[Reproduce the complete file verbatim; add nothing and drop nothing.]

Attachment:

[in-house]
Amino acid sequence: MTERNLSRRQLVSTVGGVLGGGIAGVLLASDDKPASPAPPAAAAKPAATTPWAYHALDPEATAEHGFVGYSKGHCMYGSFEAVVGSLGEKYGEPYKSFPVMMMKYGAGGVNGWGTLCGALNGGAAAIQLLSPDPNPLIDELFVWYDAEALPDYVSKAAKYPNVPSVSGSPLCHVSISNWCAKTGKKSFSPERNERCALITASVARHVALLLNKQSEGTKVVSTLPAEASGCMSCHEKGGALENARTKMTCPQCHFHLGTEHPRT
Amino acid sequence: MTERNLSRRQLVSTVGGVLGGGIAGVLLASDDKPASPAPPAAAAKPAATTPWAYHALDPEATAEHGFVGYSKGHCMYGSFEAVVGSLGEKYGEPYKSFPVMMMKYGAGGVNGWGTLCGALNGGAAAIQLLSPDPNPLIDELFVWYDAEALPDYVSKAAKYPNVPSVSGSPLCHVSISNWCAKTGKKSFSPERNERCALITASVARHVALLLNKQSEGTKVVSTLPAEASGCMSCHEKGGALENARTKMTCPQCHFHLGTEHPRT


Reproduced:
[in-house]
Amino acid sequence: MTERNLSRRQLVSTVGGVLGGGIAGVLLASDDKPASPAPPAAAAKPAATTPWAYHALDPEATAEHGFVGYSKGHCMYGSFEAVVGSLGEKYGEPYKSFPVMMMKYGAGGVNGWGTLCGALNGGAAAIQLLSPDPNPLIDELFVWYDAEALPDYVSKAAKYPNVPSVSGSPLCHVSISNWCAKTGKKSFSPERNERCALITASVARHVALLLNKQSEGTKVVSTLPAEASGCMSCHEKGGALENARTKMTCPQCHFHLGTEHPRT
Amino acid sequence: MTERNLSRRQLVSTVGGVLGGGIAGVLLASDDKPASPAPPAAAAKPAATTPWAYHALDPEATAEHGFVGYSKGHCMYGSFEAVVGSLGEKYGEPYKSFPVMMMKYGAGGVNGWGTLCGALNGGAAAIQLLSPDPNPLIDELFVWYDAEALPDYVSKAAKYPNVPSVSGSPLCHVSISNWCAKTGKKSFSPERNERCALITASVARHVALLLNKQSEGTKVVSTLPAEASGCMSCHEKGGALENARTKMTCPQCHFHLGTEHPRT